Women should dress how they want; not have stigma of ‘S***’

Addie Conway
Opinion Columnist

S***Walk started in 2011, when Canadian policeman Michael Sanguinetti told a university class that “Women should avoid dressing like s***s, in order to not be victimized.”

This struck outrage throughout the country and so thousands of women assembled on April 3, to protest, carrying signs that said things like, “I was wearing pants and a sweater…was it my fault?’ “I was wearing a military uniform…was it my fault?” and “If I was asking for it, I would ask for it!”

S***Walk spread to the both United States and the United Kingdom, soon after the initial protests broke out. On July 10, around 200 people assembled to walk Manchester Road, creating St. Louis’s own S***Walk, though the event was not well publicized.

It is a common idea in our society, those women who dress or act provocatively deserve whatever it is that happens to them, even if that means they are brutally raped.

It is a common idea in society that only “bad” girls get raped, that there is something “wrong” with someone who is raped and that it is okay to do things to someone dressed or acting provocatively because if one does that, then “they’re just asking for it.”

Rape is never okay. It doesn’t matter who you are, what you’ve done, how you act or how you dress. Women who seem to dress or act provocatively aren’t asking for “it”: instead, they’re simply stating their own style or expression.

Some say a woman “deserved” to be raped or that it was her fault but it is never the victim’s fault because no one deserves to be raped, mistreated or harmed in any way.

For that matter, what is maybe seen as provocatively dressed by one person, may simply be seen as comfort or normal for another. We’re taught not to judge a book by its cover, but we always end up judging, whether that person is a friend or someone we sit next to in class.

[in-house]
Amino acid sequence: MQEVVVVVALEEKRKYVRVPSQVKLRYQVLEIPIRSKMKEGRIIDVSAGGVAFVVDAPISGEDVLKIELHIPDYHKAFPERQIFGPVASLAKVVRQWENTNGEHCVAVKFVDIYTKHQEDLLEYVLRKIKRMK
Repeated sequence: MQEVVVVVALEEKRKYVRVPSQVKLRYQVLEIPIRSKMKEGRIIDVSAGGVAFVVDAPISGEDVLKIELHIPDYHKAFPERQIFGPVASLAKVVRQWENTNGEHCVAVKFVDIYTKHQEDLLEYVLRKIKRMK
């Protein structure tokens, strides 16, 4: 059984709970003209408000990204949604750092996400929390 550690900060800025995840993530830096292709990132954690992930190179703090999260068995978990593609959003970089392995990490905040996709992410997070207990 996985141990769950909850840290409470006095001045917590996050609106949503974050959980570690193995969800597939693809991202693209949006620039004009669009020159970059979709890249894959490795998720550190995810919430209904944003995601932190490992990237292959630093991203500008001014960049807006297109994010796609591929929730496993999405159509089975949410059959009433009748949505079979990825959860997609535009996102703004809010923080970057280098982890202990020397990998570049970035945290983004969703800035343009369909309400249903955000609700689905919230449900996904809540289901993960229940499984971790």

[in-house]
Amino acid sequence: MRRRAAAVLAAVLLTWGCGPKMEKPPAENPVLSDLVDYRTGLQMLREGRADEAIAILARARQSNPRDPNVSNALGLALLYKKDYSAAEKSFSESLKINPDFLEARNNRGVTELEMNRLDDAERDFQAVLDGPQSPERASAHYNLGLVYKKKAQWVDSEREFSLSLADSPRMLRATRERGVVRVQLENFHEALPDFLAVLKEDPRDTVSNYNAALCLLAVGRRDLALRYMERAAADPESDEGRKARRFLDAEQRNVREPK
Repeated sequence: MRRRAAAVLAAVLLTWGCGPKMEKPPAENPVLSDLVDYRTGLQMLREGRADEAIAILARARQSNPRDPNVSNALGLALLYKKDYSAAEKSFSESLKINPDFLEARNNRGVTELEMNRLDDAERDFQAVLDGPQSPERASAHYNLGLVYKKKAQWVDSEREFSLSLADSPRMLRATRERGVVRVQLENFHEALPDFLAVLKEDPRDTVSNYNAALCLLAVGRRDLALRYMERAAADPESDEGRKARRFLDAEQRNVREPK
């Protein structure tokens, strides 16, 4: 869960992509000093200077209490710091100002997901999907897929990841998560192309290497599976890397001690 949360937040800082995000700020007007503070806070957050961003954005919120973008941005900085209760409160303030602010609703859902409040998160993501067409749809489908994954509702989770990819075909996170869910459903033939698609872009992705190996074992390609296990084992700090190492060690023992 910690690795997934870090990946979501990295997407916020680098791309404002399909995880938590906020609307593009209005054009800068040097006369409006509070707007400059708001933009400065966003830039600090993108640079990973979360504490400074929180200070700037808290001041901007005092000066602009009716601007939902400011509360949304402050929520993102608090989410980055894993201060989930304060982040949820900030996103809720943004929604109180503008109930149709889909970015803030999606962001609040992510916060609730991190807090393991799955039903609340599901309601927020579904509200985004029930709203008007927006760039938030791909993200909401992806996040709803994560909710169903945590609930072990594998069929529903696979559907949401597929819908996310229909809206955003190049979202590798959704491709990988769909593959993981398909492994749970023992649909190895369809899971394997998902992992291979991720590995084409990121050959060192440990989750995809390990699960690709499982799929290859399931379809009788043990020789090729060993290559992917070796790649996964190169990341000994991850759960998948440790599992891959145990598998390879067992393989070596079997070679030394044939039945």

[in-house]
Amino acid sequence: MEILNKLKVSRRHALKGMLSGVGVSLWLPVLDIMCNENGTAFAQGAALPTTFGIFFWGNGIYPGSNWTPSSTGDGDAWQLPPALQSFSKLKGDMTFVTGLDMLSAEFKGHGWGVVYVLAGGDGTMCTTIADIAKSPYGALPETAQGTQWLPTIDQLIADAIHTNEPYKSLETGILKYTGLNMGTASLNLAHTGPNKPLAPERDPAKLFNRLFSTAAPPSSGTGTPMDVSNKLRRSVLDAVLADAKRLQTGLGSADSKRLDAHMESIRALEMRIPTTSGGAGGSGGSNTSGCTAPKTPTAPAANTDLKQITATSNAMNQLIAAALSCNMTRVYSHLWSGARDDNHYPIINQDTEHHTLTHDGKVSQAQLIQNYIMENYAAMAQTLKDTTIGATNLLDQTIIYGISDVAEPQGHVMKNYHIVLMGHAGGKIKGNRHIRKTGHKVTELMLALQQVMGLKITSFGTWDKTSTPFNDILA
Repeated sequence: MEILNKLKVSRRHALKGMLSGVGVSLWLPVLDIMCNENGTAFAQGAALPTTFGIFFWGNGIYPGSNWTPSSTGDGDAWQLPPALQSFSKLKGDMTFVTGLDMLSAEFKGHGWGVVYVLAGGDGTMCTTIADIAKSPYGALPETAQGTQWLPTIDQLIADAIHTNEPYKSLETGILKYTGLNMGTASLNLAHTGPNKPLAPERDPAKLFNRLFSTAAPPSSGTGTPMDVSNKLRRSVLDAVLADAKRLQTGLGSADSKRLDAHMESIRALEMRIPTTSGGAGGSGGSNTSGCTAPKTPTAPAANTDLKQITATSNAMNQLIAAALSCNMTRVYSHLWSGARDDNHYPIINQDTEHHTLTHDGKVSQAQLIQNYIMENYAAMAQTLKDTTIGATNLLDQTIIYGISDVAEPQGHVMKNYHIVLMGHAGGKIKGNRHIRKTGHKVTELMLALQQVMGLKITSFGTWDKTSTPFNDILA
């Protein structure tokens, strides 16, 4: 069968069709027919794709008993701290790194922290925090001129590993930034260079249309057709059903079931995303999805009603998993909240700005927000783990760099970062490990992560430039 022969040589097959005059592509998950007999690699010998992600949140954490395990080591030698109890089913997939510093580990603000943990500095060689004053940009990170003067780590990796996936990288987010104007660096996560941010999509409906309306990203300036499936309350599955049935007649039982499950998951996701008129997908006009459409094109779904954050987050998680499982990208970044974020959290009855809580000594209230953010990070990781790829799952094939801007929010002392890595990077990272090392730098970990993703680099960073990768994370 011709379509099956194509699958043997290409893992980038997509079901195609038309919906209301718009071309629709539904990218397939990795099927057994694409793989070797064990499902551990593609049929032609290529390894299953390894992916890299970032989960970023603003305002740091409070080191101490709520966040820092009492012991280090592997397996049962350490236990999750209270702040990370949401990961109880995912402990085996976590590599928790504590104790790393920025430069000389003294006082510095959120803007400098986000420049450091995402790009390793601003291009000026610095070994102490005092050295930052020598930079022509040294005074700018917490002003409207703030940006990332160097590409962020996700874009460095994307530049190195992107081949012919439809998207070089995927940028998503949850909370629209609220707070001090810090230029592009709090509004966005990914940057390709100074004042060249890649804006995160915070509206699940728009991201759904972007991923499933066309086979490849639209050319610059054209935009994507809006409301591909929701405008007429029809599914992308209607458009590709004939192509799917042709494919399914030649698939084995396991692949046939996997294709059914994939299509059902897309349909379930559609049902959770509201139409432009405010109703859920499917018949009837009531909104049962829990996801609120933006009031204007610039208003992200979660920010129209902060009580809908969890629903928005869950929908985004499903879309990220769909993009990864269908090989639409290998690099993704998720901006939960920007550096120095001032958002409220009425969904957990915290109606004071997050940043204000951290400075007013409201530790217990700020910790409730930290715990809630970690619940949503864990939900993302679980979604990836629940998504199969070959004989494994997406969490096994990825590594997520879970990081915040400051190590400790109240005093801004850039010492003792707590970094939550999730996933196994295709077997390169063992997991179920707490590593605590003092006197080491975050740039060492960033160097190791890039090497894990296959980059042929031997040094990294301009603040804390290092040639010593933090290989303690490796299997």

I’m guilty of judging people as well, but it’s time to end the constant judging of other people.

It’s time to stop judging people on their attire; it’s time to stand up and fight for the right to be able to dress how we want.

This isn’t to say that guys don’t get judged, mistreated or even raped themselves. They do and instead of saying that those men just aren’t “masculine” enough, we need to treat them with the same respect and kindness as we would treat any other victim.

Perhaps the problem is not just judging people or even gender problems. Perhaps the problem is that in our country, we simply do not treat victims how they should be treated. Instead, we make it so that it becomes “they’re” fault that the crime happened.

It is because of that reason (along with fear of being attacked again), that roughly 75 to 95 percent of rapes across the world don’t get reported according to a study done in England and roughly 60 percent of rapes in the United States don’t get reported, according to the U.S. Bureau.

In 1999, it was determined by the U.S. Bureau, that 91 percent of rapes were committed against women, 9 percent of rapes were committed against men and 99 percent of the offenders being male.

Despite a decline of rape, the United States still has a very high rape rate, especially compared to other countries and though people advocate daily for stronger laws and against rape, it still happens.

S***Walk should be able to inspire us to be able to protest for the right to dress, act or be whoever it is we want to be. We should all be able to stand up and fight against the injustices done to both women and men

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